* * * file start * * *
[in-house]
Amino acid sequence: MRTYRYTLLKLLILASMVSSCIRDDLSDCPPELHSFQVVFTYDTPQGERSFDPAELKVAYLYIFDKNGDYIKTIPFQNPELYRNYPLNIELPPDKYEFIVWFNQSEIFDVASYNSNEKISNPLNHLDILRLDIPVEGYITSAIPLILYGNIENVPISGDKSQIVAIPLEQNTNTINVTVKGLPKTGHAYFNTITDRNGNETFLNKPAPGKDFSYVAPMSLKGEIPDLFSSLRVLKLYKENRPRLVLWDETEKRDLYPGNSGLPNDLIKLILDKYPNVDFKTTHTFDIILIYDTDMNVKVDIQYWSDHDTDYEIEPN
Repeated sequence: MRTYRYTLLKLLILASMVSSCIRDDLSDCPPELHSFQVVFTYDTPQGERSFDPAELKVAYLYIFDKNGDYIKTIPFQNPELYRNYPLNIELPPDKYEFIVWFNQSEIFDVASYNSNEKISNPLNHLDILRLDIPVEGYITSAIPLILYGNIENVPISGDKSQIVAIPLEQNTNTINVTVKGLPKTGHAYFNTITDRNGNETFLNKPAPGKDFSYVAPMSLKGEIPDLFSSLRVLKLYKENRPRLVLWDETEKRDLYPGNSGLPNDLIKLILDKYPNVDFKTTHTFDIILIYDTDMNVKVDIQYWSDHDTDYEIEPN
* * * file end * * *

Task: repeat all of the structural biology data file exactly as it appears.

[in-house]
Amino acid sequence: MRTYRYTLLKLLILASMVSSCIRDDLSDCPPELHSFQVVFTYDTPQGERSFDPAELKVAYLYIFDKNGDYIKTIPFQNPELYRNYPLNIELPPDKYEFIVWFNQSEIFDVASYNSNEKISNPLNHLDILRLDIPVEGYITSAIPLILYGNIENVPISGDKSQIVAIPLEQNTNTINVTVKGLPKTGHAYFNTITDRNGNETFLNKPAPGKDFSYVAPMSLKGEIPDLFSSLRVLKLYKENRPRLVLWDETEKRDLYPGNSGLPNDLIKLILDKYPNVDFKTTHTFDIILIYDTDMNVKVDIQYWSDHDTDYEIEPN
Repeated sequence: MRTYRYTLLKLLILASMVSSCIRDDLSDCPPELHSFQVVFTYDTPQGERSFDPAELKVAYLYIFDKNGDYIKTIPFQNPELYRNYPLNIELPPDKYEFIVWFNQSEIFDVASYNSNEKISNPLNHLDILRLDIPVEGYITSAIPLILYGNIENVPISGDKSQIVAIPLEQNTNTINVTVKGLPKTGHAYFNTITDRNGNETFLNKPAPGKDFSYVAPMSLKGEIPDLFSSLRVLKLYKENRPRLVLWDETEKRDLYPGNSGLPNDLIKLILDKYPNVDFKTTHTFDIILIYDTDMNVKVDIQYWSDHDTDYEIEPN